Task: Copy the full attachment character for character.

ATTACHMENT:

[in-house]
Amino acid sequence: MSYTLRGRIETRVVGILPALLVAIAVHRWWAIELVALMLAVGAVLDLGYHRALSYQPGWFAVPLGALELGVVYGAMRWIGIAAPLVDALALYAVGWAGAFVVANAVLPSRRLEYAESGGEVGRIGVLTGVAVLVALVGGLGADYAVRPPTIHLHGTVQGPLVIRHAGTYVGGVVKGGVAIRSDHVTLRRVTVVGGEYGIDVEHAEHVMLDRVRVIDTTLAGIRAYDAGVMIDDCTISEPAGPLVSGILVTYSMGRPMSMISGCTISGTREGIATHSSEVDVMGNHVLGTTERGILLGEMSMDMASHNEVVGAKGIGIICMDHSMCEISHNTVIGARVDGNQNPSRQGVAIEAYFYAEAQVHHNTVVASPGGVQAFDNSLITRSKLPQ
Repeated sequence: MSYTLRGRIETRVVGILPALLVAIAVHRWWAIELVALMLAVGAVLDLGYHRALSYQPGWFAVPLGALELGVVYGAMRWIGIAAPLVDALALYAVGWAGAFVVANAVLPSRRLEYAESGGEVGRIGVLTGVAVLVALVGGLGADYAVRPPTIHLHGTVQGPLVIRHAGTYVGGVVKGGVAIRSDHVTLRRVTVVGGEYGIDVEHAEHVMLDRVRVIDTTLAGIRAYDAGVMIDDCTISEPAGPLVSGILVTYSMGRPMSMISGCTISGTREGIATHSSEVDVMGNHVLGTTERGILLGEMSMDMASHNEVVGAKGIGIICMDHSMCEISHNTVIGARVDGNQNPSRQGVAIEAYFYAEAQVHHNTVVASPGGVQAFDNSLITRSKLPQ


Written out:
[in-house]
Amino acid sequence: MSYTLRGRIETRVVGILPALLVAIAVHRWWAIELVALMLAVGAVLDLGYHRALSYQPGWFAVPLGALELGVVYGAMRWIGIAAPLVDALALYAVGWAGAFVVANAVLPSRRLEYAESGGEVGRIGVLTGVAVLVALVGGLGADYAVRPPTIHLHGTVQGPLVIRHAGTYVGGVVKGGVAIRSDHVTLRRVTVVGGEYGIDVEHAEHVMLDRVRVIDTTLAGIRAYDAGVMIDDCTISEPAGPLVSGILVTYSMGRPMSMISGCTISGTREGIATHSSEVDVMGNHVLGTTERGILLGEMSMDMASHNEVVGAKGIGIICMDHSMCEISHNTVIGARVDGNQNPSRQGVAIEAYFYAEAQVHHNTVVASPGGVQAFDNSLITRSKLPQ
Repeated sequence: MSYTLRGRIETRVVGILPALLVAIAVHRWWAIELVALMLAVGAVLDLGYHRALSYQPGWFAVPLGALELGVVYGAMRWIGIAAPLVDALALYAVGWAGAFVVANAVLPSRRLEYAESGGEVGRIGVLTGVAVLVALVGGLGADYAVRPPTIHLHGTVQGPLVIRHAGTYVGGVVKGGVAIRSDHVTLRRVTVVGGEYGIDVEHAEHVMLDRVRVIDTTLAGIRAYDAGVMIDDCTISEPAGPLVSGILVTYSMGRPMSMISGCTISGTREGIATHSSEVDVMGNHVLGTTERGILLGEMSMDMASHNEVVGAKGIGIICMDHSMCEISHNTVIGARVDGNQNPSRQGVAIEAYFYAEAQVHHNTVVASPGGVQAFDNSLITRSKLPQ